We’re online at Classical WCRB dot org, where you’ll find this and past episodes of The Bach Hour on-demand, along with interviews, videos, and links to further your own Bach explorations.  Again, that’s at Classical WCRB dot org.

During his first Epiphany season in Leipzig, Bach composed a cantata that, in spite of its short length, is a powerful expression of faith and devotion.  The Cantata No. 73, Herr, wie du willt, so schick's mit mir, or, “Lord, as you will, so let it be done with me,” uses what we now call a Leitmotif, a small musical idea that reminds us of a particular theme as it returns throughout a piece of music.  In this case, it’s a set of four notes that appear at the very beginning of the piece:

[MUSIC]

Those four notes correspond to the opening of the chorale tune the choir sings just a bit later, on the words, “Lord, as you will,”:

[MUSIC]

Which is the heart of what Bach is expressing:  that the believer is meant to trust, completely and totally, in the will of the divine.

That opening chorus continues with interjections from the tenor, bass, and soprano soloists, each expressing the struggle to maintain that trust in the face of life’s trials.  But even during those struggles, the leitmotif of trust can be heard behind them:

[MUSIC] 

If you listen for those four notes, constantly returning, along with the voice of the struggling individual and the chorus’s bolstering chorale tune, a mosaic of human experience and faith - steadfast, but never 100% certain - emerges.

The tenor aria that follows explores those struggles further, now with a solo oboe accompaniment that the late Craig Smith of Boston’s Emmanuel Music equates to the dove descending to mankind:

[MUSIC]

Later, the bass soloist expresses the believer’s submission to God’s will, repeating the words, “Herr, so du willt,” or “Lord, as you will.”  That sentiment is then confirmed by the community voice of the choir for the final chorale movement.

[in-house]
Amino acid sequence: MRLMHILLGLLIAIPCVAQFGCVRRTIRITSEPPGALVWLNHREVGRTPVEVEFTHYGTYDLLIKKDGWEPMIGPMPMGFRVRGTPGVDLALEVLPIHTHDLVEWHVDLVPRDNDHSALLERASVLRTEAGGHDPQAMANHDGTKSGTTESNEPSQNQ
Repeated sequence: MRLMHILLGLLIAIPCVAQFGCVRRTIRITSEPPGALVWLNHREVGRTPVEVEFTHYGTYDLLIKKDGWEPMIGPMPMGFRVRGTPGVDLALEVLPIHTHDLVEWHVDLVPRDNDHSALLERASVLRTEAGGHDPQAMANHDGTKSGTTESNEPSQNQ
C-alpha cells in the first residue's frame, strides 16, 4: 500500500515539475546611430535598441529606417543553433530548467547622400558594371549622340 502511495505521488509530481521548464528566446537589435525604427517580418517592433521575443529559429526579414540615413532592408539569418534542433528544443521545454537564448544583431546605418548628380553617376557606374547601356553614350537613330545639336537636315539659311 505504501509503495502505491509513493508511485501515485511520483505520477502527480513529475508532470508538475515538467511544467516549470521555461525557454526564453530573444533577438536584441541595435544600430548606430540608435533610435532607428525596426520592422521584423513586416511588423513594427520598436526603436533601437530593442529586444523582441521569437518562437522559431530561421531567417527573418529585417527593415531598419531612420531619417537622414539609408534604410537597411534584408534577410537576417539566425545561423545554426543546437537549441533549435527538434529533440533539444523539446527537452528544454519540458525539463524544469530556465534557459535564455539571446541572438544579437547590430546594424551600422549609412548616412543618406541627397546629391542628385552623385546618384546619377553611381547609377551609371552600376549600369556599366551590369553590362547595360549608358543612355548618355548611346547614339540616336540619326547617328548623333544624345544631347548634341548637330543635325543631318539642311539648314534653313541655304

Remember, you can find a complete translation of this piece by visiting us online at Classical WCRB dot org.

This performance of the Cantata No. 73 features soprano Yukari Nonoshita, tenor Gerd Türk, and bass Peter Kooij.  Bach Collegium Japan is conducted by Masaaki Suzuki.

[MUSIC - BWV 73]

The short but powerful Cantata No. 73 by Bach, Herr, wie du willt, so schick's mit mir, or, “Lord, as you will, so let it be done with me,” in a performance by Bach Collegium Japan and conductor Masaaki Suzuki, with soprano soloist Yukari Nonoshita, tenor Gerd Türk, and bass Peter Kooij.

In 1928, Arnold Schoenberg - best known as the father of atonalism and serialism - felt there was untapped potential in Bach’s the Prelude and Fugue in E-flat, a piece that was given the nickname “St. Anne” long after Bach’s lifetime.  Schoenberg wrote to Anton Webern that he had “replaced [the organ’s] slow, rarely occurring change of colors with a more richly varied one that establishes precisely the rendition and character of the individual passages, and I gave attention to clarity in the web of parts.”

Here again is the Los Angeles Philharmonic with conductor Esa-Pekka Salonen in Schoenberg’s transcription of the St. Anne Prelude and Fugue.

[MUSIC – BWV 552]

Arnold Schoenberg’s transcription brings Bach’s Prelude and Fugue in E-flat, known as the St. Anne, into whole new realms of color.  Esa-Pekka Salonen led the Los Angeles Philharmonic.  

Remember, you can hear this program again on demand when you visit us online at Classical WCRB dot org.

Thank you for joining me today, and thanks also to audio engineer Antonio Oliart Ros.  I’m Brian McCreath, and I’ll hope to have your company again next week here on The Bach Hour.